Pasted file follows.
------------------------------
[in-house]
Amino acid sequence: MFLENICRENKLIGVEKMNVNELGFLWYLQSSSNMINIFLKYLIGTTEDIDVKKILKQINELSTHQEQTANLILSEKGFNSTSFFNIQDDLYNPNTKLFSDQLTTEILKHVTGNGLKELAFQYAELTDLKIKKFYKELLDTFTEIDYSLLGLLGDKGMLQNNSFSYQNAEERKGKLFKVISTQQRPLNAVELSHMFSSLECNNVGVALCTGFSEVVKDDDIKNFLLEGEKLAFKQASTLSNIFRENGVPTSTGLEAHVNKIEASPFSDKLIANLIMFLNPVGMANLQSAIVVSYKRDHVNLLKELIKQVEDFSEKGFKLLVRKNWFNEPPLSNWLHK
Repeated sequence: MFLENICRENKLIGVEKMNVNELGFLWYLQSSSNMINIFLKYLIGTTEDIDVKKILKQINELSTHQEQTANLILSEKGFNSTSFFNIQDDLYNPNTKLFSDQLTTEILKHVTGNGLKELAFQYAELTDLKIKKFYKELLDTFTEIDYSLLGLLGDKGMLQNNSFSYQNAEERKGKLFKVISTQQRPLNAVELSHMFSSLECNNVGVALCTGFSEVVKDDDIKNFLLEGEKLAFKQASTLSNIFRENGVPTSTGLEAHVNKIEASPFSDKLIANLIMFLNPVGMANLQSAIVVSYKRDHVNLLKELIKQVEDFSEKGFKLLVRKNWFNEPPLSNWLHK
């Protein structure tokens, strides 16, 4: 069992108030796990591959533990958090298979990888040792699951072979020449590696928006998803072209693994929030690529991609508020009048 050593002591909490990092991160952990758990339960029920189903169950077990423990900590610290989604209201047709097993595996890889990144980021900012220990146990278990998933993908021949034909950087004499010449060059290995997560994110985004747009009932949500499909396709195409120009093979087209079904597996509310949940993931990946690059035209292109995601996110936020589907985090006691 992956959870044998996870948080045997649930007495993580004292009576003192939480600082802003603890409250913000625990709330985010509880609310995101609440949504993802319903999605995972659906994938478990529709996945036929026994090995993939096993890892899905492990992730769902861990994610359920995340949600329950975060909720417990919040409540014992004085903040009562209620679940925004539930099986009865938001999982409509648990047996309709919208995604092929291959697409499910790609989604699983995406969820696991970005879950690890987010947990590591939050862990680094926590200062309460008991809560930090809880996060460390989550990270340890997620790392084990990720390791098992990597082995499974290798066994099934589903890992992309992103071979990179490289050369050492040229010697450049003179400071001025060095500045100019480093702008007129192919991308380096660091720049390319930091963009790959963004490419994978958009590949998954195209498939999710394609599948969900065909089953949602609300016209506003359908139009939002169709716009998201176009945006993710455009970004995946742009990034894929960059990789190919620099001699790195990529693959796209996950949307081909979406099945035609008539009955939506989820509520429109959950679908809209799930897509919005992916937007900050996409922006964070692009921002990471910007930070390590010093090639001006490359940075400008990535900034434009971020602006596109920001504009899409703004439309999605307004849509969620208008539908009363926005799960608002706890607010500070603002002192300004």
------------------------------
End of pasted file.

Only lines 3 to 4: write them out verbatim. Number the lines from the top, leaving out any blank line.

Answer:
Repeated sequence: MFLENICRENKLIGVEKMNVNELGFLWYLQSSSNMINIFLKYLIGTTEDIDVKKILKQINELSTHQEQTANLILSEKGFNSTSFFNIQDDLYNPNTKLFSDQLTTEILKHVTGNGLKELAFQYAELTDLKIKKFYKELLDTFTEIDYSLLGLLGDKGMLQNNSFSYQNAEERKGKLFKVISTQQRPLNAVELSHMFSSLECNNVGVALCTGFSEVVKDDDIKNFLLEGEKLAFKQASTLSNIFRENGVPTSTGLEAHVNKIEASPFSDKLIANLIMFLNPVGMANLQSAIVVSYKRDHVNLLKELIKQVEDFSEKGFKLLVRKNWFNEPPLSNWLHK
């Protein structure tokens, strides 16, 4: 069992108030796990591959533990958090298979990888040792699951072979020449590696928006998803072209693994929030690529991609508020009048 050593002591909490990092991160952990758990339960029920189903169950077990423990900590610290989604209201047709097993595996890889990144980021900012220990146990278990998933993908021949034909950087004499010449060059290995997560994110985004747009009932949500499909396709195409120009093979087209079904597996509310949940993931990946690059035209292109995601996110936020589907985090006691 992956959870044998996870948080045997649930007495993580004292009576003192939480600082802003603890409250913000625990709330985010509880609310995101609440949504993802319903999605995972659906994938478990529709996945036929026994090995993939096993890892899905492990992730769902861990994610359920995340949600329950975060909720417990919040409540014992004085903040009562209620679940925004539930099986009865938001999982409509648990047996309709919208995604092929291959697409499910790609989604699983995406969820696991970005879950690890987010947990590591939050862990680094926590200062309460008991809560930090809880996060460390989550990270340890997620790392084990990720390791098992990597082995499974290798066994099934589903890992992309992103071979990179490289050369050492040229010697450049003179400071001025060095500045100019480093702008007129192919991308380096660091720049390319930091963009790959963004490419994978958009590949998954195209498939999710394609599948969900065909089953949602609300016209506003359908139009939002169709716009998201176009945006993710455009970004995946742009990034894929960059990789190919620099001699790195990529693959796209996950949307081909979406099945035609008539009955939506989820509520429109959950679908809209799930897509919005992916937007900050996409922006964070692009921002990471910007930070390590010093090639001006490359940075400008990535900034434009971020602006596109920001504009899409703004439309999605307004849509969620208008539908009363926005799960608002706890607010500070603002002192300004």